Political Parties fail to implement RTI Act

AddThis Social Bookmark Button

CIC issues show-cause notices to six political parties for non-compliance hearing on Nov 21st

By A Correspondent

The Central Information Commission (CIC) has fixed November 21, 2014 for a hearing on non-compliance by six political parties of its full-bench verdict dated June 3 last year declaring six national political parties as public authorities under the Right to Information (RTI) Act.

The CIC, a statutory body, had held on June 3rd 2013 that the INC, BJP, CPI (M), CPI, NCP and BSP have been substantially financed by the Central Government under section 2(h) (ii) of the RTI Act. The criticality of the role being played by these Political Parties in our democratic set up and the nature of duties performed by them also point towards their public character, bringing them in the ambit of section 2(h). The constitutional and legal provisions discussed in the CIC decision also point towards their character as public authorities.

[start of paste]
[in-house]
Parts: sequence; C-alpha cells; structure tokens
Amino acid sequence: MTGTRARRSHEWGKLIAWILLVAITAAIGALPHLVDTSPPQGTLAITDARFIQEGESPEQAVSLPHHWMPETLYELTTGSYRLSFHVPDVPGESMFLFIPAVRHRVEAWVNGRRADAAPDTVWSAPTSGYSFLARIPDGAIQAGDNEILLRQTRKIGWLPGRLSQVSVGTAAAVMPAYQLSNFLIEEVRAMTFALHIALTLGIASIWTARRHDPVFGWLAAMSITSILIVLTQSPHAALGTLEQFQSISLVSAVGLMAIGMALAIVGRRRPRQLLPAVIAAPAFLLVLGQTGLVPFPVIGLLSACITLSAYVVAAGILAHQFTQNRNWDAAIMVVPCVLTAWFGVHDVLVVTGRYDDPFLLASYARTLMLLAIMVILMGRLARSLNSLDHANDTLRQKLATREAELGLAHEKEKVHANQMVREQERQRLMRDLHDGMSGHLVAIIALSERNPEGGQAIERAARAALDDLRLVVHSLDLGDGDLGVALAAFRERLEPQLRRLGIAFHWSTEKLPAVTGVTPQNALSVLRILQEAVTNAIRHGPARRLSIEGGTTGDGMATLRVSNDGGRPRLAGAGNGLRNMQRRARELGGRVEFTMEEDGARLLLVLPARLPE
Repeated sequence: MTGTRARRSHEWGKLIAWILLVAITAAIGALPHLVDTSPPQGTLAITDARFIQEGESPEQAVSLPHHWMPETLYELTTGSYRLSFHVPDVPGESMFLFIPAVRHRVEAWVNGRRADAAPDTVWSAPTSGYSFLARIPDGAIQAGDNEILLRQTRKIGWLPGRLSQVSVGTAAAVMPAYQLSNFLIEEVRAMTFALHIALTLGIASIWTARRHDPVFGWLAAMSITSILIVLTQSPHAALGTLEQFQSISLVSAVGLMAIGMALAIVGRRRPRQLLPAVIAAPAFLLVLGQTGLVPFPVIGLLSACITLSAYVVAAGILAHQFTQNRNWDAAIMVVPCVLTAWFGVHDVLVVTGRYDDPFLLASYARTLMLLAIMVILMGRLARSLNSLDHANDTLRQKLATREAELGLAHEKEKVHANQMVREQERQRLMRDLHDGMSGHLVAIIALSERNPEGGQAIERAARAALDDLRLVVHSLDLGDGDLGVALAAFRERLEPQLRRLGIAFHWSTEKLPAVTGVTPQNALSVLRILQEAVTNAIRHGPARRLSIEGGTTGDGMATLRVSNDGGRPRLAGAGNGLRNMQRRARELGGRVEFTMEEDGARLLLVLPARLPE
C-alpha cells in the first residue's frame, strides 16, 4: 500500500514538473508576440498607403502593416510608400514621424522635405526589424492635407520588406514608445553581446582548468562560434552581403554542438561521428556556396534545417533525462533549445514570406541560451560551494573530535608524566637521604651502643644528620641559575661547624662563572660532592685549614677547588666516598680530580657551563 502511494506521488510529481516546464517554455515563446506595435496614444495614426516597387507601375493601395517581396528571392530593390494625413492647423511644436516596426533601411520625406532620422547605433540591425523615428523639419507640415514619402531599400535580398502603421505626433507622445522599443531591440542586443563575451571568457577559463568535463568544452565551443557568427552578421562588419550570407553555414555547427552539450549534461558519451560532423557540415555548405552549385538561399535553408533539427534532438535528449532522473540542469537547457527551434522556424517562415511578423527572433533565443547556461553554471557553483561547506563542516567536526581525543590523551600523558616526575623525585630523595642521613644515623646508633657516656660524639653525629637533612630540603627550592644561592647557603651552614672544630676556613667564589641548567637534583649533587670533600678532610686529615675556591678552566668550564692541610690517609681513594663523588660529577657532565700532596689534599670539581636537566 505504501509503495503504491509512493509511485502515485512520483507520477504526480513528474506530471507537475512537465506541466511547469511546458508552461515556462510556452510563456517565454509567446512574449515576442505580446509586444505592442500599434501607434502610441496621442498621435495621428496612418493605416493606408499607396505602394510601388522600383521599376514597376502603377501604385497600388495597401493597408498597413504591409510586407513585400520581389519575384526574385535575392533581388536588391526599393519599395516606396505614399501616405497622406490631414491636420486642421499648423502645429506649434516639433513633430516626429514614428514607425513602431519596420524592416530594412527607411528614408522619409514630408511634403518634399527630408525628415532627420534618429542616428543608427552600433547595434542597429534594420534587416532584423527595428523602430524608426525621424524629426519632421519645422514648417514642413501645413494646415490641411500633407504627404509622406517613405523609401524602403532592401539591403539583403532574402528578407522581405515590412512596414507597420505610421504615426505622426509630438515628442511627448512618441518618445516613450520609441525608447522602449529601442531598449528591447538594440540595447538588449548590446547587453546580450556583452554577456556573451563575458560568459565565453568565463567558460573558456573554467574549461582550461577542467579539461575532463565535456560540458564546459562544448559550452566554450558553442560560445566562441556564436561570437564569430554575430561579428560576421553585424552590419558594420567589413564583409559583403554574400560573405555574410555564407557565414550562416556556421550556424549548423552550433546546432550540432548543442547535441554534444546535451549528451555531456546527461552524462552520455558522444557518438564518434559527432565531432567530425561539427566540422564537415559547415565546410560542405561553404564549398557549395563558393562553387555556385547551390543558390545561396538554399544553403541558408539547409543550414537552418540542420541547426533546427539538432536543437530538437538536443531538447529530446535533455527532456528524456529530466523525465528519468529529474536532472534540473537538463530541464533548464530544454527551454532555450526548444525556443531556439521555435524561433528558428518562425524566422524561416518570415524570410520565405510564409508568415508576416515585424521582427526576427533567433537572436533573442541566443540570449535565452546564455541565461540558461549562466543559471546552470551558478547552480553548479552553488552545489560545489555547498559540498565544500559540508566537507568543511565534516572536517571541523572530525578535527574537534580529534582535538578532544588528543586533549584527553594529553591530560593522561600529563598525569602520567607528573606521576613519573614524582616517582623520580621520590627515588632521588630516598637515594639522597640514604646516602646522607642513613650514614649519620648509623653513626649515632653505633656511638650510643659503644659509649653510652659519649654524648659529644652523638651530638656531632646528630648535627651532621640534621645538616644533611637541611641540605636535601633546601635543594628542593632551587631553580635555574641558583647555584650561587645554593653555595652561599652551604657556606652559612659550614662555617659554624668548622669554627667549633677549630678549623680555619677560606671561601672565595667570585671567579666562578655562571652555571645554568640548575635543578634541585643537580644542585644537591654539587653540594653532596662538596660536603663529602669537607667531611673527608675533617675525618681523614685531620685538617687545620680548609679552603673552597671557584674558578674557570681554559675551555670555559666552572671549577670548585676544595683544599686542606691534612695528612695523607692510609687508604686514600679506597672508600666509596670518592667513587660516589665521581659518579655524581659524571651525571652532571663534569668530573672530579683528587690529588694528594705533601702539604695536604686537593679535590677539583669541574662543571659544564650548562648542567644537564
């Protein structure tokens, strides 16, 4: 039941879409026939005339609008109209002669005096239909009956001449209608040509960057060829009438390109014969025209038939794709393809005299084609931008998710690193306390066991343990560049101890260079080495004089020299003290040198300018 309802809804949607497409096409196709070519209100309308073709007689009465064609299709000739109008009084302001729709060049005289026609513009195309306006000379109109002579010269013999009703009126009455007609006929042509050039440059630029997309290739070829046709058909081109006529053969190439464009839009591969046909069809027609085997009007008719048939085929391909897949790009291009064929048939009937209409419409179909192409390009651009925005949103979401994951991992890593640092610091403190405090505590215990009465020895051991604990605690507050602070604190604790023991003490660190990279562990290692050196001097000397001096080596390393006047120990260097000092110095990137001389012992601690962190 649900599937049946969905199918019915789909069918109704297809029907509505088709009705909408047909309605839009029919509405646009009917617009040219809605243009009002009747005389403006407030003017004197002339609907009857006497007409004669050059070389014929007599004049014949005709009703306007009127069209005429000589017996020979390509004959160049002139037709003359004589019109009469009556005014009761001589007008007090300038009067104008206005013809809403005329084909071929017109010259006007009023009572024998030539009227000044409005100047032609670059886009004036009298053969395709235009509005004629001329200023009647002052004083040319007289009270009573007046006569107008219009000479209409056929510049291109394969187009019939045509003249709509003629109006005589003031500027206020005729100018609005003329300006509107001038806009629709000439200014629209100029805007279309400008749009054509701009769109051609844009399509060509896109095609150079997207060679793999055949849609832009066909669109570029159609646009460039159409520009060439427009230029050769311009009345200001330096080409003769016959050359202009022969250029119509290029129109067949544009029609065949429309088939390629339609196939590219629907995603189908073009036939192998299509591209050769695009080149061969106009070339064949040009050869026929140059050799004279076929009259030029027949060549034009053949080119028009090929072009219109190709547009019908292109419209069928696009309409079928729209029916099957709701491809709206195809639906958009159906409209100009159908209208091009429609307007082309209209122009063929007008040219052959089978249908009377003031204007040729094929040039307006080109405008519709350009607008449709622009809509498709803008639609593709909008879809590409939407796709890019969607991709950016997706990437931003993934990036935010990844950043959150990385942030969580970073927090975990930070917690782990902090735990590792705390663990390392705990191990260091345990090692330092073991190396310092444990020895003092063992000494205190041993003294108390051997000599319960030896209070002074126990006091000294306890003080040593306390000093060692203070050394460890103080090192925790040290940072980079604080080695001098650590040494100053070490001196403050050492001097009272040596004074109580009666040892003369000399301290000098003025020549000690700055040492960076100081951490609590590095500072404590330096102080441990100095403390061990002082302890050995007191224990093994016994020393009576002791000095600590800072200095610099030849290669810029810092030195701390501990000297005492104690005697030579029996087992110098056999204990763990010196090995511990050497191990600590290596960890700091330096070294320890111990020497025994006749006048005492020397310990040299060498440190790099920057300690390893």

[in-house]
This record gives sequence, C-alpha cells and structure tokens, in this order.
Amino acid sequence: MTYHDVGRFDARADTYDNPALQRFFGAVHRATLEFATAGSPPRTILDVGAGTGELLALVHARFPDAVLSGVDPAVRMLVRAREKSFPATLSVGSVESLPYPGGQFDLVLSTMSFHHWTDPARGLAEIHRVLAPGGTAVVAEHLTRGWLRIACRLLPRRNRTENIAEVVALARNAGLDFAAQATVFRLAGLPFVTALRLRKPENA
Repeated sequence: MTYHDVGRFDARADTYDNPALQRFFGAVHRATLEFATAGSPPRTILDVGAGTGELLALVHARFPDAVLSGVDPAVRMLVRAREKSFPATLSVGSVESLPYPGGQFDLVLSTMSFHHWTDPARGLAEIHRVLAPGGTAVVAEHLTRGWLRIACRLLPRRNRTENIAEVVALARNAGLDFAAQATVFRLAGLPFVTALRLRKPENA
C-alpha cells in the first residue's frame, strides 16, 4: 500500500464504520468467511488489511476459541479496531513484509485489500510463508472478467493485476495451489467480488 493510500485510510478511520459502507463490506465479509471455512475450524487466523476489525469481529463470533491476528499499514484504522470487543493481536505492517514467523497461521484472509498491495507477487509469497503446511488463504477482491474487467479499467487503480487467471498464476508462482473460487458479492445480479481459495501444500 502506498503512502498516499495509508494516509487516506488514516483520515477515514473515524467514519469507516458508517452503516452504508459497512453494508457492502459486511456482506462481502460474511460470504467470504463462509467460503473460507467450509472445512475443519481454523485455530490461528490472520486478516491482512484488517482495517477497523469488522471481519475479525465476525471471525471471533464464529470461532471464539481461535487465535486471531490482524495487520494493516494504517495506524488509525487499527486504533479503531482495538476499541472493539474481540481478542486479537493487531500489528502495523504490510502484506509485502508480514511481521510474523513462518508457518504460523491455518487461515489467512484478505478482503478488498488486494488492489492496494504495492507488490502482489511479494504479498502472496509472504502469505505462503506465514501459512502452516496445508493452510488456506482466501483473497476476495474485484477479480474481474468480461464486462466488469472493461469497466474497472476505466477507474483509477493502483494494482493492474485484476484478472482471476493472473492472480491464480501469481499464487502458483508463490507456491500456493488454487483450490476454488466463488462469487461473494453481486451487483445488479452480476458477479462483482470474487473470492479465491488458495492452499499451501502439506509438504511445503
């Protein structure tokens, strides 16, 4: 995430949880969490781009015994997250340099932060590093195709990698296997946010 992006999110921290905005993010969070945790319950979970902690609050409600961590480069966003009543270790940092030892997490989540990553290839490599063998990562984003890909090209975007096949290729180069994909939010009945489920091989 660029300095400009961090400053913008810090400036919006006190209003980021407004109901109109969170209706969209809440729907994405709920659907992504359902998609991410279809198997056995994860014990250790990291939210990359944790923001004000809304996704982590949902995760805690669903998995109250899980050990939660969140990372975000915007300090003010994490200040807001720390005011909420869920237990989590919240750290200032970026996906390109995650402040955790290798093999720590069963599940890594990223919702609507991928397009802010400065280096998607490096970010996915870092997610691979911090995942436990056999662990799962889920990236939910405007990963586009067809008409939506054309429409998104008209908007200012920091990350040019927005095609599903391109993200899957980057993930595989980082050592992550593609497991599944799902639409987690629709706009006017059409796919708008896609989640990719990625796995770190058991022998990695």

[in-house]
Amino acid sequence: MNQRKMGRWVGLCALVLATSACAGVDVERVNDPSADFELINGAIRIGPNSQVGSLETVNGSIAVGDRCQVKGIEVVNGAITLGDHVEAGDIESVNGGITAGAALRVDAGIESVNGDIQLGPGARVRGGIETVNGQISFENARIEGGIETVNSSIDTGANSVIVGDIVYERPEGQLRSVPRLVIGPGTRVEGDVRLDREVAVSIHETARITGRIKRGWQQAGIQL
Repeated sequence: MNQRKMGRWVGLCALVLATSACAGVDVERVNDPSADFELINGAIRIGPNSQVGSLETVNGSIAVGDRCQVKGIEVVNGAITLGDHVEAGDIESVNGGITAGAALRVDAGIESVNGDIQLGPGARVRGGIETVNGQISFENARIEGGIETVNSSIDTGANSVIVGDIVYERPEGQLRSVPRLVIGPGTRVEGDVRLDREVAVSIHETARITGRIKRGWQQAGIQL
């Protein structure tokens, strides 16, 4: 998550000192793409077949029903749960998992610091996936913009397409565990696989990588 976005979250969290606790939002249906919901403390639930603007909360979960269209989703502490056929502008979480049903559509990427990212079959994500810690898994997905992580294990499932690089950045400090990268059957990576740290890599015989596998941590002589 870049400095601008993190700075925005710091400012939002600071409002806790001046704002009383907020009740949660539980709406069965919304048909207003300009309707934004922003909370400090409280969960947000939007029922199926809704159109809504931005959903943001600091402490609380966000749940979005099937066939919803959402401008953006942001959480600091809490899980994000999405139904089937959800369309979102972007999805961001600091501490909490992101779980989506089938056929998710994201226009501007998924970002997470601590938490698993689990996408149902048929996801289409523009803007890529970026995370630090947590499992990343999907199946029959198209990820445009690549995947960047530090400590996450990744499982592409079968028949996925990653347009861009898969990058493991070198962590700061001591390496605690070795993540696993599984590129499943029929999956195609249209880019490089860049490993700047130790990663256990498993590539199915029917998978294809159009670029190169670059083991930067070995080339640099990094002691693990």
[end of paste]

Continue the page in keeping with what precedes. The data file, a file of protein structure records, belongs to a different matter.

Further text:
Accordingly, these political parties were directed to designate Chief Public Information Officers (CPIOs) and the Appellate Authorities at their headquarters in six weeks’ time. The CPIOs so appointed were required to respond to the RTI applications extracted in the CIC’s order in four weeks’ time.

However, it’s been more than 17 months since the CIC’s order and till now none of the six political parties has complied with the CIC’s order, nor has any of them taken any other recourse such as approaching the courts against the decision of the Commission, nor adopted any of the procedures for processing the RTI application as given in the transparency law.

This is a clear case of open defiance of a statutory authority by the six political parties and is not conducive to the functioning of a democratic society. This non-compliance has a very serious detrimental effect on the state of democracy in the country at large and has created a sense of cynicism and pessimism in the population at large, creating the impression in the minds of the people at large that the rule of law exists only for the common persons, and all institutions and people who enjoy some authority, formal or informal, and political parties in particular, are above the law.

This is an extremely serious consequence for our society and its detrimental impact can be catastrophic.

JUNE 2017

Vol. 11 - No. 11










Search

QR Code

QR Code

Donate

Help us provide you insight into South Asian issues.



Find us on linkedin
Follow Us